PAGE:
To the Editor:
While many of us have expressed our frustration and disappointment at the news that Ben DeLuca will no longer be the Head Coach of Cornell Men’s Lacrosse, the purpose of this letter is to thank Ben for his leadership and commitment to Cornell University over the last 17 years. We have witnessed firsthand Ben’s dedication to the school and the program he loved. For decades, the Men’s Lacrosse program has been a gold standard in the Cornell athletic department and Ben has been an integral part of that as a player, an assistant coach and head coach.
We have been DeLuca’s classmates and teammates. We have been his co-captains, his alumni supporters and boosters. We have watched him coach our own children. We played for him as our assistant coach, and eventually, as our coach. Undoubtedly, the goal of a collegiate head coach is two-fold: One, to prepare your players for success on the field, and two, to prepare them for professional and personal success as responsible men maximizing their individual potential, while serving as positive ambassadors for a university athletic program. Surely on both counts, as former player Rob Pannell ’13 said last week, there could have been no better man for the job.
Athletically, the results under DeLuca’s stewardship have been undeniable. In his three years as head coach, the Big Red has won two Ivy League titles and his teams have twice advanced to the NCAA tournament with one appearance at the Final Four. DeLuca currently has the highest active winning percentage in all Division I. DeLuca has coached 12 All-Americans, five of whom were First Team All-Americans, 19 All-Ivy selections, five Academic All-Americans, five Academic All- Ivy, 10 All-Ivy Tournament selections, one Ivy League Rookie of the Year, two Ivy League Players of the Year and one Tewaaraton Award recipient.
As a mentor of young men, DeLuca’s accomplishments are even more impressive, albeit on a more private scale. You cannot see young men maturing in highlights on ESPN, and you do not read about it in the newspaper. But a coach’s role as a mentor is every bit as important. Under Coach DeLuca’s leadership, the lacrosse team has been a fixture in the community. The team’s commitment to giving back in terms of time and fundraising is unparalleled by any team at Cornell. For years now, the Cornell Lacrosse team has set an example on campus that other teams strived to emulate, in the classroom, on the field and in the community. DeLuca stressed the importance of giving back to those who come out and support the team on game day. Through various endeavors such as Big Red Readers, the 21 Run, Dream Factory of Central New York Lacrosse Clinic, and cleaning Schoellkopf after Homecoming, among other things, the Cornell Lacrosse team has made its presence felt in the Cornell and Ithaca communities under DeLuca. And as with everything he did, Coach DeLuca always led by example, his tireless efforts as a member of the Executive Committee for the Mario St. George Boiardi Foundation since its inception providing just one example among many.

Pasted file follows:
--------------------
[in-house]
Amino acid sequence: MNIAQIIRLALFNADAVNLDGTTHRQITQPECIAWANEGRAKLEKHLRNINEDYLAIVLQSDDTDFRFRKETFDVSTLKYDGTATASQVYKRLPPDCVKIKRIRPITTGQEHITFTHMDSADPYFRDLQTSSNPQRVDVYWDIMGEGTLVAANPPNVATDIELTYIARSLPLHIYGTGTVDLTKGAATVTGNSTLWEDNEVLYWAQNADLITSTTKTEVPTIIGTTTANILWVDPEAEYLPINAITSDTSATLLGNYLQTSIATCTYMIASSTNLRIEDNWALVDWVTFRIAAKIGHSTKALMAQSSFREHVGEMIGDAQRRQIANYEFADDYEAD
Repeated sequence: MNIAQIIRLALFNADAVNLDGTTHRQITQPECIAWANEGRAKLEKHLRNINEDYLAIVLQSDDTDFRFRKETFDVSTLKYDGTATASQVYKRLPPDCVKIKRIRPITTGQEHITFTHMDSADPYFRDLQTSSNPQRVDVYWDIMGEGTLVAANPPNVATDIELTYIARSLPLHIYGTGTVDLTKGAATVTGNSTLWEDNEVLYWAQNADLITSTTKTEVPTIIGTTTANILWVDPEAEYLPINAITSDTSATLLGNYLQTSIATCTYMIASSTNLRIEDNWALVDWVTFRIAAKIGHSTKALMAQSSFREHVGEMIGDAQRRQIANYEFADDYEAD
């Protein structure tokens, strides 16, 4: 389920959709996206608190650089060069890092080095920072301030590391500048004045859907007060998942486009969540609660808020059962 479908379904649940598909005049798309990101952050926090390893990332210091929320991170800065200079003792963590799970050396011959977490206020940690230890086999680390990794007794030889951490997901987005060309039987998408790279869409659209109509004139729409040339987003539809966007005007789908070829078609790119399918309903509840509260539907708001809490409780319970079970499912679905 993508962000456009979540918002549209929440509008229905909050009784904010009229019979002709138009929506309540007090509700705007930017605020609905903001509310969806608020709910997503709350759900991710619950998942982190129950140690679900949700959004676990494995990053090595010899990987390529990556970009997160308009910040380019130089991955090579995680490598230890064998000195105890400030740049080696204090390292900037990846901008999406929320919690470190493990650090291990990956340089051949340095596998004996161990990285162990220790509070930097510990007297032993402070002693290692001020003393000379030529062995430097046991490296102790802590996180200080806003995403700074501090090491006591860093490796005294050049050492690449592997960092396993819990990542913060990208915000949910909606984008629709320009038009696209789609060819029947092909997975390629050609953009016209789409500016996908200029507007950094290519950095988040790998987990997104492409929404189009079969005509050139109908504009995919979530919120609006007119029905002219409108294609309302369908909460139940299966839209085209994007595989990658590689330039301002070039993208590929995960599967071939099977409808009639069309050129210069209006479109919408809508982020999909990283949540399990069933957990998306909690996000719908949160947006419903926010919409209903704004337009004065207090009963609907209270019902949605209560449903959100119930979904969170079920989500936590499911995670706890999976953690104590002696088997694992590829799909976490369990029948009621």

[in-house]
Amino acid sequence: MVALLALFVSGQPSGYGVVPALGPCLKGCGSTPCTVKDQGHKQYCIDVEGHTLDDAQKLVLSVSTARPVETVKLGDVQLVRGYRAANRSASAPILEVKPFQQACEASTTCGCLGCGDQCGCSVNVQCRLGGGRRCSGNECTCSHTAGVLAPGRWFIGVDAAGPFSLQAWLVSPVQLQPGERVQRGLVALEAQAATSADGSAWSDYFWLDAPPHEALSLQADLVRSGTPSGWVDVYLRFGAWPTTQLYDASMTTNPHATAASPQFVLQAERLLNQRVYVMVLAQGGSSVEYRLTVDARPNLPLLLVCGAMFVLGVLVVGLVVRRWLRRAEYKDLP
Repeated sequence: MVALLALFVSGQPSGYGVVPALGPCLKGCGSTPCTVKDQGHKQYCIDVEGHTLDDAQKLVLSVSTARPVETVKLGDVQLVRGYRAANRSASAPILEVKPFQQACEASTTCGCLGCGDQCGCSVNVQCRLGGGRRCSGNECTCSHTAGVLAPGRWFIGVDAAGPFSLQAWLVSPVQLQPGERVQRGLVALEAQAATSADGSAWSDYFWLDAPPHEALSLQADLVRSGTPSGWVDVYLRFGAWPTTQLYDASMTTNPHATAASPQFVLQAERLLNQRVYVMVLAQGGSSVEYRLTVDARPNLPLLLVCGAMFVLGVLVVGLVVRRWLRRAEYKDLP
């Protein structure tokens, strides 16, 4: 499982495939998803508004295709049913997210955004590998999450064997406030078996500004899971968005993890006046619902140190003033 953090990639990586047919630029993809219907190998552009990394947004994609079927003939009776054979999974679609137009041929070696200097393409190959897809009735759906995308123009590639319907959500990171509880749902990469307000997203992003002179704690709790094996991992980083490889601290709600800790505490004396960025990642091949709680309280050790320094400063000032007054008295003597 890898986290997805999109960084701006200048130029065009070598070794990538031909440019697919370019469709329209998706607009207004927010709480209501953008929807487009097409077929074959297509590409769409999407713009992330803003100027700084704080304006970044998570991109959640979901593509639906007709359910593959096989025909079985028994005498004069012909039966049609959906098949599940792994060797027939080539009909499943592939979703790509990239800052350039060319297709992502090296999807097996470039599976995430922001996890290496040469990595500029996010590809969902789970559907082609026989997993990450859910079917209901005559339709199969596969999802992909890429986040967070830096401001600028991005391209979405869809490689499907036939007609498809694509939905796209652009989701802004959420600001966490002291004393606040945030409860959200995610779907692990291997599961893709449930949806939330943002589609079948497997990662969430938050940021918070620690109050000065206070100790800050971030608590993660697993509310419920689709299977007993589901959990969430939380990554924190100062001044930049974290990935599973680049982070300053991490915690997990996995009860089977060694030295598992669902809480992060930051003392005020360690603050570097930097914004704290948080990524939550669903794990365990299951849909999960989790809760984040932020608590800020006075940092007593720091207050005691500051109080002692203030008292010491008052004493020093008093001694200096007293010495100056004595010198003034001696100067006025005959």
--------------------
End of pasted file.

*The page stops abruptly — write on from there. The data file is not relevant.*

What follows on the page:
DeLuca has also applied his inexhaustible focus and energy toward the post-collegiate success of his many players, a role he excelled at as much as his more public on-field accomplishments. For the impact he has had on our children and friends, we owe him our greatest debt. From when DeLuca started at Cornell to now, Cornell has become a winner again. This makes all of our lives better and more fun each spring. We see each other more, personal and professional relationships flourish, and our pride in Cornell and our lacrosse program has been at an all-time high.
As Cornellians, it is hard not to focus on the unfortunate loss that this decision brings for the program we love, and the University we all remember so fondly. But as alumni who have felt DeLuca’s impact on ourselves and seen it on those behind us, we can only say that some lucky program is about to be changed in an infinitely positive manner. We have no doubt that DeLuca will win a national championship. It is just too bad that it will not be for the Big Red.